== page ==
Crew 186 Sol 4 Summary Report 04JAN2018
Summary Title: The Moons of Mars and the Greens of Earth
Author’s name: Max Fagin
Mission Status: All nominal
Sol Activity Summary: Geologically, Earth’s moon has very little in common with Mars. The geological processes that have shaped the surface of our Moon (vulcanism and impacts) are very different than the geological processes that have shaped the surface of Mars (water and wind). But sitting in an intriguing middle ground are Mars’ moons, Phobos and Deimos. By most metrics, Mars’ moons are fairly typical asteroids, but their proximity to Mars has caused their surfaces to become blanketed in Martian material kicked up by asteroid strikes and swept up by the moons as they snowplow through the space surrounding the planet. As three members of our crew have done thesis level work on how hard it is to land on Mars, we are acutely aware that the first Mars sample return mission may not sample Mars at all, but rather, the impact debris that Mars has deposited onto its moons. In this theme, today a team composed of Cesare, Melanie, Sam and Mark conducted an EVA to the region 5 km North West of the Hab known as “The Moons” (Yellow Moon, Beige Moon, Gray Moon and White Moon). Last night, Cesare gave the entire crew a seminar on the geology of the surrounding area so we could be on the lookout for interesting features on geology EVAs like this one.
We had originally budgeted time for three stops in the region for spectral measurements and sample collection, but the process of strapping the expensive and delicate equipment to our ATVs meant our estimates were incorrect, and we reached our turnaround time after only sampling one. So we must add this site to the increasingly long list of sites that will get a follow-up in a later EVA. Far more science to be done than scientists to do it will be part of a real mission to Mars, but it doesn’t make that constraint any easier to accept!
When the EVA team returned, they were greeted by the sight of the NorCal Mars Society rover wheeling out to meet their ATVs. The rover was successfully navigated for three complete circuits of the campus while the team was out. The ideal Mars exploration mission will utilize robotic resources of every kind (orbital, airborne, and surface) and it’s good to have at least one of those joining our mission.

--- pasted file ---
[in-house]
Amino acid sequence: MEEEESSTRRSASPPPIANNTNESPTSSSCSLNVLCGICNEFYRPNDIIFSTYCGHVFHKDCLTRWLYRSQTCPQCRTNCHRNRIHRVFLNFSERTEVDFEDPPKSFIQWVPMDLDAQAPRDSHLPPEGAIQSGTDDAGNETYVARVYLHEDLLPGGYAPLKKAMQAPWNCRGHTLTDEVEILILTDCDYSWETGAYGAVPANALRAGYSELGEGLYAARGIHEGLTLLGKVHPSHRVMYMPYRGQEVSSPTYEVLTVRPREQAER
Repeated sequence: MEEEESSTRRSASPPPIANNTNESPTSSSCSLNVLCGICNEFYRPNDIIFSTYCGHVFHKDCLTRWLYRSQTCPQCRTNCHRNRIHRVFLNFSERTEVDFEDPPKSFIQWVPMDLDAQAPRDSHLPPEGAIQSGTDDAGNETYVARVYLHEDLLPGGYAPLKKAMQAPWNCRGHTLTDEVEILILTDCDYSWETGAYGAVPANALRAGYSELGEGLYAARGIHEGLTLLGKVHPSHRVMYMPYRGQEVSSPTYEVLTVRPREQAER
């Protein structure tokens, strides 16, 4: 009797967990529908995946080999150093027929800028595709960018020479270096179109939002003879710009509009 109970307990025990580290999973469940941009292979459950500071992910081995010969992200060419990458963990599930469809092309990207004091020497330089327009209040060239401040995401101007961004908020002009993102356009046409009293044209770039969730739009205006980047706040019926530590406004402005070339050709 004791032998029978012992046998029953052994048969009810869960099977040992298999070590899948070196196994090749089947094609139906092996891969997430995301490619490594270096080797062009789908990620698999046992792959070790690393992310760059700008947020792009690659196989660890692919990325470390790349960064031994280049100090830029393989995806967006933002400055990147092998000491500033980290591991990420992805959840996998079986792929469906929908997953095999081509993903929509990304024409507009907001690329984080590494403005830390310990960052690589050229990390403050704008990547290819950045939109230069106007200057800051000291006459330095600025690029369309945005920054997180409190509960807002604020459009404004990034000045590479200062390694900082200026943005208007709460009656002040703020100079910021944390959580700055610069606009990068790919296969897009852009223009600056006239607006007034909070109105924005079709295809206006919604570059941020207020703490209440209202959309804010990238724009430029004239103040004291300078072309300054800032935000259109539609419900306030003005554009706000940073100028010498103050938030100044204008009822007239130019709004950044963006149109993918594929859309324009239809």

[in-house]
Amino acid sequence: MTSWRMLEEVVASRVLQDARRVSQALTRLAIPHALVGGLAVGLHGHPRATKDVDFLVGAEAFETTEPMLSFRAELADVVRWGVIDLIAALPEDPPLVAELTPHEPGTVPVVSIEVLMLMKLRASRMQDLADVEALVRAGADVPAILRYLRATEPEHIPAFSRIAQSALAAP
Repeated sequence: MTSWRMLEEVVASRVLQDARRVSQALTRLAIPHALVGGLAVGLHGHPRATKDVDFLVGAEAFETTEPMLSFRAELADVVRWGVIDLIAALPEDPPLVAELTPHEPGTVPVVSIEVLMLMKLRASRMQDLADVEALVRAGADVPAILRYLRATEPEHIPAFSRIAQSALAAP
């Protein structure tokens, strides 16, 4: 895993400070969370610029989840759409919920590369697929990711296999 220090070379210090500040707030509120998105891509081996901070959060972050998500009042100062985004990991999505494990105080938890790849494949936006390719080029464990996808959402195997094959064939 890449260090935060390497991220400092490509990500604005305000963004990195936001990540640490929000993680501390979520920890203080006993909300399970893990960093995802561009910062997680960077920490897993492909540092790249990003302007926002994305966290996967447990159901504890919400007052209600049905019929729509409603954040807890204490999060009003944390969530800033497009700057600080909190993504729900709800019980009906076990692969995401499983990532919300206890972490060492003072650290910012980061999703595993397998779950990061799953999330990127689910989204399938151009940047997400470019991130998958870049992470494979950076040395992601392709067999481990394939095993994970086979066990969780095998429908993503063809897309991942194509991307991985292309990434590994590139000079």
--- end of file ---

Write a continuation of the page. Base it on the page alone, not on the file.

This evening, Mark took us on a tour of GreenHab where the microgreens he planted 2 days ago are already starting to sprout. Flowers from GreenHab already adorn our dinner table, and near the end of our mission, we expect GreenHab’s food will too.
Look Ahead Plan: In an attempt to check off our science goals more rapidly, tomorrow’s EVA will be a hybrid geology and navigation EVA along the southern end of Cow Dung Rd. The geology team will explore sites south of kissing camel ridge, and drop off the navigation team to attempt a walk back under limited visibility conditions with the navigation beacon.
Anomalies in work: ATV 300 wouldn’t start this morning. We tried starting it again after returning from EVA, after it had been sitting in the sun for 2 hours, and it started up as expected. It was probably just too cold.
Weather: 0C, Winds Calm, Visibility 10 miles, Barometer 30.30 inHg
Crew Physical Status: Healthy
EVA: The Moons, 2.5 hours, geological sampling and spectra of clays in the region
Reports to be filed: Sol Summary, Operations Report, GreenHab Report, Science Report (Geology), Journalist Report w. Photo of the Day, EVA Report,EVA Request
Support Requested: We are exceeding our maximum daily water consumption target of 40 gal/sol as GreenHab operations ramp up, and are implementing tighter controls on water use to allow GreenHab as much water as possible. We are considering implementing a “3 bin” dishwashing system, any other recommendations on effective water saving strategies would be welcome.
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